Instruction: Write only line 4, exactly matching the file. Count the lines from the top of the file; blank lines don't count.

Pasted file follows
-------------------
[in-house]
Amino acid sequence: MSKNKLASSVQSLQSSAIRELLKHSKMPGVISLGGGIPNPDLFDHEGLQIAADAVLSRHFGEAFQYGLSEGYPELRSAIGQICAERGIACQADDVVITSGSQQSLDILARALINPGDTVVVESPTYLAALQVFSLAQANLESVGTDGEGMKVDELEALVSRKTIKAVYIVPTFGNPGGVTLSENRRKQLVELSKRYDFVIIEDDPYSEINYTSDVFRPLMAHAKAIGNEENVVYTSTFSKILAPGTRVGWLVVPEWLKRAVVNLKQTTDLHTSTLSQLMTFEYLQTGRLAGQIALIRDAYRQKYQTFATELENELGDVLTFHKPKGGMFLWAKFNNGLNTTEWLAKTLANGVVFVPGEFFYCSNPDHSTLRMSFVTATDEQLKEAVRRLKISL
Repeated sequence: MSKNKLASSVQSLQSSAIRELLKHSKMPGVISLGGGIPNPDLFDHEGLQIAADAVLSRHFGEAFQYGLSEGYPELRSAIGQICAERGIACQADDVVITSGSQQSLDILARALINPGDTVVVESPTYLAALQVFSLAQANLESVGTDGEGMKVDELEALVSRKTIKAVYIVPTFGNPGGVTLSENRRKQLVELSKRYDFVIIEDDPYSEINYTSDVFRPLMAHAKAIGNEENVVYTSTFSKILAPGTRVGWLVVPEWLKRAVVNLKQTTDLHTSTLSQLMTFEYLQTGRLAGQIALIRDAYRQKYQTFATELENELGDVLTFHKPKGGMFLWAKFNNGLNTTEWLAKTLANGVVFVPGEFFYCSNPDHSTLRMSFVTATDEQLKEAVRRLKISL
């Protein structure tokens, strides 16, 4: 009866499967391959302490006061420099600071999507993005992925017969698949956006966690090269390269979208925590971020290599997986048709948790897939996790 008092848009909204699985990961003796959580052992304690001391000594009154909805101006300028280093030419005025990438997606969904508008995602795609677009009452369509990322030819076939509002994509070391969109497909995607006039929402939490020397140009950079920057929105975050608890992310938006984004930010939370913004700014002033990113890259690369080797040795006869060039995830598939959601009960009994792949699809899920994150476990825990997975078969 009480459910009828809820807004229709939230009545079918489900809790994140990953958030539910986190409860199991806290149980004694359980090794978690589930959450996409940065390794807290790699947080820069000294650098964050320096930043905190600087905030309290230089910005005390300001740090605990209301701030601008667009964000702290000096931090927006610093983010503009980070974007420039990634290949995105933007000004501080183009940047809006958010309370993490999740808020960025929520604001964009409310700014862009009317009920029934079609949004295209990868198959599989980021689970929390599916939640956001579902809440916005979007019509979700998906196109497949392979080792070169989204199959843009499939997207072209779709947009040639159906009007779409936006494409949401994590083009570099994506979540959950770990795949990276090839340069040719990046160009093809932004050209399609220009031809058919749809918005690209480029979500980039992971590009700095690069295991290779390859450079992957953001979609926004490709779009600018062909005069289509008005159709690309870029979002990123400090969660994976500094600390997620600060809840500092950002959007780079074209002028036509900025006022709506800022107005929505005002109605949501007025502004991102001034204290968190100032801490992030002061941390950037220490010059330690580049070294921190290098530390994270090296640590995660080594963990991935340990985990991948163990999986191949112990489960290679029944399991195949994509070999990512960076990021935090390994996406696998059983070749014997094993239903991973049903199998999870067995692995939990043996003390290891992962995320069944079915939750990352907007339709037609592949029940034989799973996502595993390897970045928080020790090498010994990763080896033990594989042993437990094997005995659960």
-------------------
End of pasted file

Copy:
């Protein structure tokens, strides 16, 4: 009866499967391959302490006061420099600071999507993005992925017969698949956006966690090269390269979208925590971020290599997986048709948790897939996790 008092848009909204699985990961003796959580052992304690001391000594009154909805101006300028280093030419005025990438997606969904508008995602795609677009009452369509990322030819076939509002994509070391969109497909995607006039929402939490020397140009950079920057929105975050608890992310938006984004930010939370913004700014002033990113890259690369080797040795006869060039995830598939959601009960009994792949699809899920994150476990825990997975078969 009480459910009828809820807004229709939230009545079918489900809790994140990953958030539910986190409860199991806290149980004694359980090794978690589930959450996409940065390794807290790699947080820069000294650098964050320096930043905190600087905030309290230089910005005390300001740090605990209301701030601008667009964000702290000096931090927006610093983010503009980070974007420039990634290949995105933007000004501080183009940047809006958010309370993490999740808020960025929520604001964009409310700014862009009317009920029934079609949004295209990868198959599989980021689970929390599916939640956001579902809440916005979007019509979700998906196109497949392979080792070169989204199959843009499939997207072209779709947009040639159906009007779409936006494409949401994590083009570099994506979540959950770990795949990276090839340069040719990046160009093809932004050209399609220009031809058919749809918005690209480029979500980039992971590009700095690069295991290779390859450079992957953001979609926004490709779009600018062909005069289509008005159709690309870029979002990123400090969660994976500094600390997620600060809840500092950002959007780079074209002028036509900025006022709506800022107005929505005002109605949501007025502004991102001034204290968190100032801490992030002061941390950037220490010059330690580049070294921190290098530390994270090296640590995660080594963990991935340990985990991948163990999986191949112990489960290679029944399991195949994509070999990512960076990021935090390994996406696998059983070749014997094993239903991973049903199998999870067995692995939990043996003390290891992962995320069944079915939750990352907007339709037609592949029940034989799973996502595993390897970045928080020790090498010994990763080896033990594989042993437990094997005995659960």